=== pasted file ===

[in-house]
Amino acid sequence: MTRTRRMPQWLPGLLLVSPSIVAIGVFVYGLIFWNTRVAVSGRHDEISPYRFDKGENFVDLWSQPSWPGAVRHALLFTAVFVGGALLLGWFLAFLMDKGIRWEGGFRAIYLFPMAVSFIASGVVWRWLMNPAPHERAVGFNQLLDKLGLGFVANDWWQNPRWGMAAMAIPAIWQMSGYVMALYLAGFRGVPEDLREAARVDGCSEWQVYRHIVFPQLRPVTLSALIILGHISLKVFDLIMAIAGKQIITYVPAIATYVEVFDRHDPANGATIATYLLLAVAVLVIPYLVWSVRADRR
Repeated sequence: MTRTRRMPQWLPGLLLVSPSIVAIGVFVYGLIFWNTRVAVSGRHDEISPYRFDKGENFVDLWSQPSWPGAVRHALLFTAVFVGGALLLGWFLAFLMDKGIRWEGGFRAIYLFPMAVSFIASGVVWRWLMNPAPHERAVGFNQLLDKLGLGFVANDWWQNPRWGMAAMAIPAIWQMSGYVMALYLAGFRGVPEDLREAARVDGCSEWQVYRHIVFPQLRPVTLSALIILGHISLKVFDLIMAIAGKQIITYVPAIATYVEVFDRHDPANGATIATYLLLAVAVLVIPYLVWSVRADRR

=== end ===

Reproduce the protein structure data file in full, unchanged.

[in-house]
Amino acid sequence: MTRTRRMPQWLPGLLLVSPSIVAIGVFVYGLIFWNTRVAVSGRHDEISPYRFDKGENFVDLWSQPSWPGAVRHALLFTAVFVGGALLLGWFLAFLMDKGIRWEGGFRAIYLFPMAVSFIASGVVWRWLMNPAPHERAVGFNQLLDKLGLGFVANDWWQNPRWGMAAMAIPAIWQMSGYVMALYLAGFRGVPEDLREAARVDGCSEWQVYRHIVFPQLRPVTLSALIILGHISLKVFDLIMAIAGKQIITYVPAIATYVEVFDRHDPANGATIATYLLLAVAVLVIPYLVWSVRADRR
Repeated sequence: MTRTRRMPQWLPGLLLVSPSIVAIGVFVYGLIFWNTRVAVSGRHDEISPYRFDKGENFVDLWSQPSWPGAVRHALLFTAVFVGGALLLGWFLAFLMDKGIRWEGGFRAIYLFPMAVSFIASGVVWRWLMNPAPHERAVGFNQLLDKLGLGFVANDWWQNPRWGMAAMAIPAIWQMSGYVMALYLAGFRGVPEDLREAARVDGCSEWQVYRHIVFPQLRPVTLSALIILGHISLKVFDLIMAIAGKQIITYVPAIATYVEVFDRHDPANGATIATYLLLAVAVLVIPYLVWSVRADRR